Labyrinth Committee on €23,000

The Labyrinth Committee have raised almost half the funds required to build the controversial €50,000 development in DCU. Fr Joe Jones told The College View the group has raised just under €23,000 after what he described as “a very busy November and December”.

Fr Jones, who is Head Chaplain at the Inter Faith Centre, said almost half the money raised had come from the college itself with the remainder coming from the DCU Quality Improvement Fund and private investors.

Last year DCU Students’ Union agreed to contribute €10,000 towards the construction. However a referendum was held on the issue after DCU Sinn Féin petitioned students to reject any financial input from the SU towards the Labyrinth’s construction.

In the referendum, students voted by a two-thirds majority for there to be no SU contribution towards the construction.

In an interview with The College View last October, Fr Jones revealed that the university had already contributed €10,000 towards the construction of the Labyrinth with the other €4,000 coming from the DCU Quality Improvement Fund.

Fr Jones believes a lot of students who voted against the Labyrinth last year did so because they didn’t understand the idea behind the Labyrinth, or saw it as a religious themed development.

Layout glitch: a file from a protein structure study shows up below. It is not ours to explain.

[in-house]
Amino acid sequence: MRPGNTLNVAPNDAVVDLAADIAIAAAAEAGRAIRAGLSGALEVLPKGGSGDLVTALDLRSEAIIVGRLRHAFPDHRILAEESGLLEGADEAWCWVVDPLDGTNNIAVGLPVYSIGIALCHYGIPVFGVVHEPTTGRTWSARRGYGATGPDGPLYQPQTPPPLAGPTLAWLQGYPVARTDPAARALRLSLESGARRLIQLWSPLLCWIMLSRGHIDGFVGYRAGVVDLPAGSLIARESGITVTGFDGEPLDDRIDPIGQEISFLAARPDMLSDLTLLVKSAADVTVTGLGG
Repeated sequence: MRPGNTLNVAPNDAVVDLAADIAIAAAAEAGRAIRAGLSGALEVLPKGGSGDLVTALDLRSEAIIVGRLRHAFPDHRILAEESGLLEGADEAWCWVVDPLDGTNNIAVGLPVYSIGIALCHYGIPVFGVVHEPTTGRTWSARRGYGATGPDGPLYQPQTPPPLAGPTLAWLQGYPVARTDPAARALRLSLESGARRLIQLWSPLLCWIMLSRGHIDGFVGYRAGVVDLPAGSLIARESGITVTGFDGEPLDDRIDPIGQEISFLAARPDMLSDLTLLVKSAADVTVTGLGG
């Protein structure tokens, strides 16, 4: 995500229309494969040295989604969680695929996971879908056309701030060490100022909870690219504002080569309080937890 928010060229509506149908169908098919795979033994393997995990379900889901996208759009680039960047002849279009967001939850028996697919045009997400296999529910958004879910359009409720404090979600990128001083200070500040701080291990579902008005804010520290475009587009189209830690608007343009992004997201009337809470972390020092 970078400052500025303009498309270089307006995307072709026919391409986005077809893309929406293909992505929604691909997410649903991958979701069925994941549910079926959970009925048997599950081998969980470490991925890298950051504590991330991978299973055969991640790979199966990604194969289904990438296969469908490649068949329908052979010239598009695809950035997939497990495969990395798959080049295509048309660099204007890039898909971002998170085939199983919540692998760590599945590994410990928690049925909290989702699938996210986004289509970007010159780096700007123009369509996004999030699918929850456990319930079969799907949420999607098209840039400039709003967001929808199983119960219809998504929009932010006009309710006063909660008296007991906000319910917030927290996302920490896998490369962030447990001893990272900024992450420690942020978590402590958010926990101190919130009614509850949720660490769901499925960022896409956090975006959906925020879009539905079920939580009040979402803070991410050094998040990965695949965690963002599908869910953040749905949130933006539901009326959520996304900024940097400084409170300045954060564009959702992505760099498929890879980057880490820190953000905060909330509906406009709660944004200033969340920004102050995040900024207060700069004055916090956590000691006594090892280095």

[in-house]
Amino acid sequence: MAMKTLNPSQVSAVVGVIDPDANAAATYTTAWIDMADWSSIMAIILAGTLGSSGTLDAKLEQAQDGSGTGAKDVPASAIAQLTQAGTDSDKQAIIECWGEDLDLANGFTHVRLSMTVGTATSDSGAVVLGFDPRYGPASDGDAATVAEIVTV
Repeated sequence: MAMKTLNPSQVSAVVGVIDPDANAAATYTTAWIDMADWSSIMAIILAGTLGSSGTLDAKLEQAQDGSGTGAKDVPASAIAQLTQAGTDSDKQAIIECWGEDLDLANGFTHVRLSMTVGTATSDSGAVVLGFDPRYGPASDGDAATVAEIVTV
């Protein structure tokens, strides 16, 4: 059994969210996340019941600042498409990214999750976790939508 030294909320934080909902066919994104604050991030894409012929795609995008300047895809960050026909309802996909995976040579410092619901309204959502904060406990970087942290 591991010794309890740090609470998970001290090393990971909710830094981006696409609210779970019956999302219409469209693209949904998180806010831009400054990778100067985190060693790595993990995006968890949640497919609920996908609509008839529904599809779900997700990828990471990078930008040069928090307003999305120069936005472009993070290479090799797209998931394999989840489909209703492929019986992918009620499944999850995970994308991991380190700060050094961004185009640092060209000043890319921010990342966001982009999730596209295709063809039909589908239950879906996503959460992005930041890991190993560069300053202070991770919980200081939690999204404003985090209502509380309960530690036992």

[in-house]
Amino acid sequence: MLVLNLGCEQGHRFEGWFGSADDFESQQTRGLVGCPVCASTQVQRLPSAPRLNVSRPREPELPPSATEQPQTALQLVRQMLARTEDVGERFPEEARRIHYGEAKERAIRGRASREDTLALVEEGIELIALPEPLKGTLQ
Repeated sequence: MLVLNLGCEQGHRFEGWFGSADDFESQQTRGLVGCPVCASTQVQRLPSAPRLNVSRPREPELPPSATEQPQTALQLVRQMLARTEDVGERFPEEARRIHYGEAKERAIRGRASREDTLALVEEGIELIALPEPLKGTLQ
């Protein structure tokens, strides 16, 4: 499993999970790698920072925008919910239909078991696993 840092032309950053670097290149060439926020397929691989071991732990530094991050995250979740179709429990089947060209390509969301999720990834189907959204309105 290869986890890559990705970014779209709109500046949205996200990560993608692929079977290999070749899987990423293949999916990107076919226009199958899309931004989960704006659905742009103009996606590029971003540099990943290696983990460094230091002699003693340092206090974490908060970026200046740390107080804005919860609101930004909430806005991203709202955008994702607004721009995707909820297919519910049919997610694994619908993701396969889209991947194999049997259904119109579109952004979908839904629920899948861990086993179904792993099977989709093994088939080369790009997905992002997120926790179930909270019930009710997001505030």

“The students who were objecting to the Labyrinth did so for the sake of objecting. I don’t think they quite understood what they were objecting to. I was quite disappointed by that”, he said. “I think some people saw the project as being led by the Catholic Church and they were opposing the church as opposing the Labyrinth.”

A labyrinth is an ancient meditation tool consisting of a winding stone path that people walk while in thought or meditation. Permission has already been granted to build the Labyrinth in the green space in front of the library.

The Labyrinth dates back as far as 5,000 years ago and predates most world religions.

Research conducted at the Harvard Medical School’s Mind/Body Institute has found that focused walking meditations can reduce anxiety levels. Labyrinth meditation gardens are also believed to lower blood pressure and reduce insomnia.

Sam Griffin and Michael Cogley

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